This aerial view of Rycote Park was produced by Johannes Kip and Leonard Knyff in the early eighteenth century. It was later published in the first edition of their Britannia Illustrata in 1707.
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1: Rycote Chapel
The Chapel was consecrated by Richard and Sibyl Quatremains in 1449. Built in the perpendicular style it has retained many of its original fifteenth-century features. It is also notable for its elaborate seventeenth-century fittings which include two enclosed pews, one erected for the Norris family and another said to have been installed for the visit of Charles I in 1625.
2: The Chaplains’ rooms and offices
According to the nineteenth-century writer Frederick George Lee, this square castellated building, which is seemingly annexed to the Tudor mansion, contained rooms for the two chaplains or chantry-priests serving Rycote Chapel.
3: The moat
In this view the moat runs along the western wing of the mansion, the facade and is incorporated into the formal gardens to the east. It appears from this plan that the moat completes the circuit of the building. Archaeological excavations have uncovered evidence of the moat at the rear of the mansion.
4: Entrance doorway
The entrance to the mansion was approached by a bridge spanning the moat. The arms of John, Baron Williams of Thame, appeared above the doorway, a possible indication that the mansion may have been built for him.
5: The south-west tower
In June 1807 the 5th Earl of Abingdon ordered the demolition of the Tudor mansion. Over the course of three days the very fabric of the building was auctioned and sold off in lots. The only part of the mansion to survive, presumably because it failed to attract a buyer, was a fragment of this tower. It is constructed of a red and black diaper-patterned brickwork.
6: The south-east tower
Thomas Delafield, writing in the eighteenth century, claimed that Charles I stayed in a chamber in this section of the mansion during his 1625 visit.
7: The great hall
The hall is depicted in this view as a two storeys high structure on the northern wing of the quadrangle. Channel 4’s Time Team excavations located an entrance to the great hall on the eastern wing. They also uncovered the remains of an orange and green chequerboard tiled floor dating from the second quarter of the seventeenth century.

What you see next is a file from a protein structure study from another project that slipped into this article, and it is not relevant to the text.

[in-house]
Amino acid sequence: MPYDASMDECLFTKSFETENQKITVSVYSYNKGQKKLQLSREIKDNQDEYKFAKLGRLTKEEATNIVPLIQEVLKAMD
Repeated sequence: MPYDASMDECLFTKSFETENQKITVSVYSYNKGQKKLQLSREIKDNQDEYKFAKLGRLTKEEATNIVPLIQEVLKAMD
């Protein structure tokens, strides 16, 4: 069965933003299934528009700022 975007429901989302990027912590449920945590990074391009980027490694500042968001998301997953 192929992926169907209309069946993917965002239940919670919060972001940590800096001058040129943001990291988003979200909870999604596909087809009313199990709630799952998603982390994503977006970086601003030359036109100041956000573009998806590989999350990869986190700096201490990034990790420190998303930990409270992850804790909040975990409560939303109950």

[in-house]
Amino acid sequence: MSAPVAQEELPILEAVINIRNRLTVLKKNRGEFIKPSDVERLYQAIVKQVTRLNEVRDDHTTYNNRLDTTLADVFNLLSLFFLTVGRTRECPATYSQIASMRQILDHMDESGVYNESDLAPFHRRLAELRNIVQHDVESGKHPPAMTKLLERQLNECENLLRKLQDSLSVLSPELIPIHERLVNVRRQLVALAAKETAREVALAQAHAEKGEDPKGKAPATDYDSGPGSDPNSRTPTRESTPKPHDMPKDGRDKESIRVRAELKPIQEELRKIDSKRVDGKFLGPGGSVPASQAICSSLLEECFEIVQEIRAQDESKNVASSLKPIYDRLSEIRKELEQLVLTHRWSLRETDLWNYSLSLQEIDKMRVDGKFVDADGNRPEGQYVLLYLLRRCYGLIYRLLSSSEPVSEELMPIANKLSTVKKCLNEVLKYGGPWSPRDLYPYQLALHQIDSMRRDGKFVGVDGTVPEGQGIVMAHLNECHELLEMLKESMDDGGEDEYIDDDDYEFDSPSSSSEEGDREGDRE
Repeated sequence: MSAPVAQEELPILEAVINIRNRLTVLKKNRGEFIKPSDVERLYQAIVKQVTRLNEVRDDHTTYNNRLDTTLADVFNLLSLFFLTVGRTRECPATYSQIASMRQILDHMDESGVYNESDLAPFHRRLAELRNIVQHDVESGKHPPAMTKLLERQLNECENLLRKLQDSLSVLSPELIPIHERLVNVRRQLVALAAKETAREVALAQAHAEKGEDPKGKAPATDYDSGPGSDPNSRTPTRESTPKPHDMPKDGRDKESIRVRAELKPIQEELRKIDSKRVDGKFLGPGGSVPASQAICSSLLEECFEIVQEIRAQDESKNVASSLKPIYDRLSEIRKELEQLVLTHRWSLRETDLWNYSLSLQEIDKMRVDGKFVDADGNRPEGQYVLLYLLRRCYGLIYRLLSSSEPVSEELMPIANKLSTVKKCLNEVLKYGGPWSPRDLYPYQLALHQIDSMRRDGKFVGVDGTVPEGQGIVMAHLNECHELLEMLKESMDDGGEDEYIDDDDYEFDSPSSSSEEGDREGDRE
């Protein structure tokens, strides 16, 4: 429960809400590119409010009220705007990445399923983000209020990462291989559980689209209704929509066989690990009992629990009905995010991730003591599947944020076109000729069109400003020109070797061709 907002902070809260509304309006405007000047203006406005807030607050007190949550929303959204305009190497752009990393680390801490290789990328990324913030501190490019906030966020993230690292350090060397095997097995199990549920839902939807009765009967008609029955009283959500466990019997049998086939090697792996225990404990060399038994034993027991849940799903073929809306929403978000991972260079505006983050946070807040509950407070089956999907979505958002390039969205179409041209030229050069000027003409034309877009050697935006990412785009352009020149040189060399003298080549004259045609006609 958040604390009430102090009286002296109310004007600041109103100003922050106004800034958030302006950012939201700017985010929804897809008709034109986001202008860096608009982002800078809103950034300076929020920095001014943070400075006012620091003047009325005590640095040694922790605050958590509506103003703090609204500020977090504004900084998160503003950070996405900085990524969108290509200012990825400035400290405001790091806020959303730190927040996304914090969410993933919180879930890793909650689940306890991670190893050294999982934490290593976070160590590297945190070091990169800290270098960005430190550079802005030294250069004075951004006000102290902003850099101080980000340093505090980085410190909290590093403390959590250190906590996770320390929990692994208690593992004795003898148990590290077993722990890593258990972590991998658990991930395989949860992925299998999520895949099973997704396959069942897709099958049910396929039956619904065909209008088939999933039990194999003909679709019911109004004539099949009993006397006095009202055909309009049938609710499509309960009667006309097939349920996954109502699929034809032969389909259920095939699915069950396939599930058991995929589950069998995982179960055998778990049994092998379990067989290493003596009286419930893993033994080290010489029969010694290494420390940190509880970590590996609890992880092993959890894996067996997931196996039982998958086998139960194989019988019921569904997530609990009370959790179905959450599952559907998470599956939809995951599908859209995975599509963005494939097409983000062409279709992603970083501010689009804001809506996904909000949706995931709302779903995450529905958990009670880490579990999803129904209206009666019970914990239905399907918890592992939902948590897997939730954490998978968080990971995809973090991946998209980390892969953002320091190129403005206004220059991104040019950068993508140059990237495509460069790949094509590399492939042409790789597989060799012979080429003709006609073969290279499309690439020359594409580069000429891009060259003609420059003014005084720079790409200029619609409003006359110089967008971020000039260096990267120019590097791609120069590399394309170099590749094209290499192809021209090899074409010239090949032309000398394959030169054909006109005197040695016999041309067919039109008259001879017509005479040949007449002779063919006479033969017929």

8: The stable blocks
Following the demolition of the Tudor mansion in 1807, the stable blocks were converted to form the present Rycote House. During the Second World War the house was used as an Oxford childrens’ hospital. The house has undergone extensive renovation and refurbishment in the last one hundred years.
9: The bakery
Substantial parts of the bread ovens, fireplace and a bent chimney flue have survived in the house which now stands here. Cecil Michaelis employed the architect H.S. Goodhart-Rendel to adapt the building as a dwelling and servants’ quarters in the 1930s.
10: The East India Deer Park
During the rebellions of the summer of 1549 Rycote was attacked by rioters who tore down the park boundaries and killed all of the deer.
11: Formal gardens
Sir Roy Strong, in his study of The Renaissance Garden in England, has identified the formal gardens as being in the style of Inigo Jones and has dated them to the 1630s.
12: Colonnade and terraces
According to the journal of John Loveday, the colonnade and terraces were designed by Inigo Jones to "secure the house from a mischievous wind." "The mount", as it was known in the family, was topped by a "light open kind of Alcove."
13: The Lake
In the 1770s the 4th Earl of Abingdon commissioned the garden designer Lancelot "Capability" Brown to re-landscape the park. The formal gardens shown here were obliterated by Brown. One of the new features he introduced was a thirteen acre lake.